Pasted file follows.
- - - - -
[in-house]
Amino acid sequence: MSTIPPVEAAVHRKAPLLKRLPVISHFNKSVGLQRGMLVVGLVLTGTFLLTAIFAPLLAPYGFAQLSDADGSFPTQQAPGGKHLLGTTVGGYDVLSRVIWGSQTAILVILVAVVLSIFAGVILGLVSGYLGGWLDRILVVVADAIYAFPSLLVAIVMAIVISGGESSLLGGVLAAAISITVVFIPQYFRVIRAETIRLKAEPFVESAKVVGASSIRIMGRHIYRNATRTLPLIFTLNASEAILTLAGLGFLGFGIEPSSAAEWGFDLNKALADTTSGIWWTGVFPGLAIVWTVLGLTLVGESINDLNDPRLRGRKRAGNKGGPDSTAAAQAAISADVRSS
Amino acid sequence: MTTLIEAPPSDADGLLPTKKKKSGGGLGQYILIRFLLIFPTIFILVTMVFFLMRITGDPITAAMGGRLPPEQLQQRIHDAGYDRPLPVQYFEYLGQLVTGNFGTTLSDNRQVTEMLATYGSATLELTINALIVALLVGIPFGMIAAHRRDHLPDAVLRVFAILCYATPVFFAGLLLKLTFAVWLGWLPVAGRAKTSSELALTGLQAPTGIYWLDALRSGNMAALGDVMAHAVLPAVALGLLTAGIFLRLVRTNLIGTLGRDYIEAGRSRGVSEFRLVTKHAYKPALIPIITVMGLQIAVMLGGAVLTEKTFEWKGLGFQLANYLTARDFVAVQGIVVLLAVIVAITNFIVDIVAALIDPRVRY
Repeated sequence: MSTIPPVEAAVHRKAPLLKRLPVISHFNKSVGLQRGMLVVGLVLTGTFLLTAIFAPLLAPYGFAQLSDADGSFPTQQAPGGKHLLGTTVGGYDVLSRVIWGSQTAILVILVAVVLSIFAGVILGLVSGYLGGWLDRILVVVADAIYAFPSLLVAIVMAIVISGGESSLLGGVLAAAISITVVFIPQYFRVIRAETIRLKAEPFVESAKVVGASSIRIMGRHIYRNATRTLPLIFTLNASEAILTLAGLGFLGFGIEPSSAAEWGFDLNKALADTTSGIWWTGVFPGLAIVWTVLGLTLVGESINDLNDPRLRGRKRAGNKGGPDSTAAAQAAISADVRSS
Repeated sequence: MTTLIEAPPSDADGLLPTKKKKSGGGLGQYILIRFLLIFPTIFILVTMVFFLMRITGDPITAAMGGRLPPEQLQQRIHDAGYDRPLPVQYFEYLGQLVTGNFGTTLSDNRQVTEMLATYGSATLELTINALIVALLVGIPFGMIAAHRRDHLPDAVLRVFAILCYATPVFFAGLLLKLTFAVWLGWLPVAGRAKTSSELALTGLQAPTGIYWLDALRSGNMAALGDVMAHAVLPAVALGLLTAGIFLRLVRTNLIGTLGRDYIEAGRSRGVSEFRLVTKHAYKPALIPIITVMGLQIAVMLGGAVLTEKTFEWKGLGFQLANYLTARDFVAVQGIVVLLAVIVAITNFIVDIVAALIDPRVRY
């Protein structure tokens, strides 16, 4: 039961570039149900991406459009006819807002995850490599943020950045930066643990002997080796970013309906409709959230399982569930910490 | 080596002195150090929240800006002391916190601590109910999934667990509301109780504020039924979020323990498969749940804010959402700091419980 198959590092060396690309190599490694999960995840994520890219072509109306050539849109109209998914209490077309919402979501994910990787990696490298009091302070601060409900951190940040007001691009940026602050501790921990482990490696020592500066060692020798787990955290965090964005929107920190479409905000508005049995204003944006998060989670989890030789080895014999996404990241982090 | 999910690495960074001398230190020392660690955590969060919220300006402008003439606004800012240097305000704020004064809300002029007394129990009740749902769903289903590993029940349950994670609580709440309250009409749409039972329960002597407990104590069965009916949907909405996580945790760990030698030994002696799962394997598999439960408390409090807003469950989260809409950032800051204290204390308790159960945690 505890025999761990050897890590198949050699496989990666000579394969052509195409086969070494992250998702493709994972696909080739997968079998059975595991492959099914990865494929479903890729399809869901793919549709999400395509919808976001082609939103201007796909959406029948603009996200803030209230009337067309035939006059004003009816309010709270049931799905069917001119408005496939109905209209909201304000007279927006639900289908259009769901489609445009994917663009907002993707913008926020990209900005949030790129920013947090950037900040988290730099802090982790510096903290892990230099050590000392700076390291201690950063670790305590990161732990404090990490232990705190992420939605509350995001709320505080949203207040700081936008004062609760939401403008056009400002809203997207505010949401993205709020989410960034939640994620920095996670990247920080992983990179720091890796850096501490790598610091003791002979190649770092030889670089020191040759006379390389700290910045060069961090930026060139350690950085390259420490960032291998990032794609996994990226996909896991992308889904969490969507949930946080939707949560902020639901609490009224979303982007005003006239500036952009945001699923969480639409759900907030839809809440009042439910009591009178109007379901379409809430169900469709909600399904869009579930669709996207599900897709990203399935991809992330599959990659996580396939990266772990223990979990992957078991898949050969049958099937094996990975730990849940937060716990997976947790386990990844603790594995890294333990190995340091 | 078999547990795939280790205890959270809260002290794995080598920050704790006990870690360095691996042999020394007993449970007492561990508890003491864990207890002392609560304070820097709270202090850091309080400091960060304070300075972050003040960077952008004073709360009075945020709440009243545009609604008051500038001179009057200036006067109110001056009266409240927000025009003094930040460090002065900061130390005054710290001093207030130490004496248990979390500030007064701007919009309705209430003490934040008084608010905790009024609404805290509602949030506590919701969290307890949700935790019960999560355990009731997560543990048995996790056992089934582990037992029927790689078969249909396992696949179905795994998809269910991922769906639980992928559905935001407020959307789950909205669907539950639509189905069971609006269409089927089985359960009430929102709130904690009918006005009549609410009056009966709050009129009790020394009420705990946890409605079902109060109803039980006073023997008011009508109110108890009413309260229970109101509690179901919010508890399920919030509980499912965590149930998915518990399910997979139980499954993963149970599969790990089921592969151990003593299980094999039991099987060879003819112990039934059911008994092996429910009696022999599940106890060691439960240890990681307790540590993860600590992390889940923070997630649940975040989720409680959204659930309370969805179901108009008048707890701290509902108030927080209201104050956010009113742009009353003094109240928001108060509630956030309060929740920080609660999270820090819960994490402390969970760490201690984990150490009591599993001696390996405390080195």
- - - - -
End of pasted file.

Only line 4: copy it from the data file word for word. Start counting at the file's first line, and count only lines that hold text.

Repeated sequence: MSTIPPVEAAVHRKAPLLKRLPVISHFNKSVGLQRGMLVVGLVLTGTFLLTAIFAPLLAPYGFAQLSDADGSFPTQQAPGGKHLLGTTVGGYDVLSRVIWGSQTAILVILVAVVLSIFAGVILGLVSGYLGGWLDRILVVVADAIYAFPSLLVAIVMAIVISGGESSLLGGVLAAAISITVVFIPQYFRVIRAETIRLKAEPFVESAKVVGASSIRIMGRHIYRNATRTLPLIFTLNASEAILTLAGLGFLGFGIEPSSAAEWGFDLNKALADTTSGIWWTGVFPGLAIVWTVLGLTLVGESINDLNDPRLRGRKRAGNKGGPDSTAAAQAAISADVRSS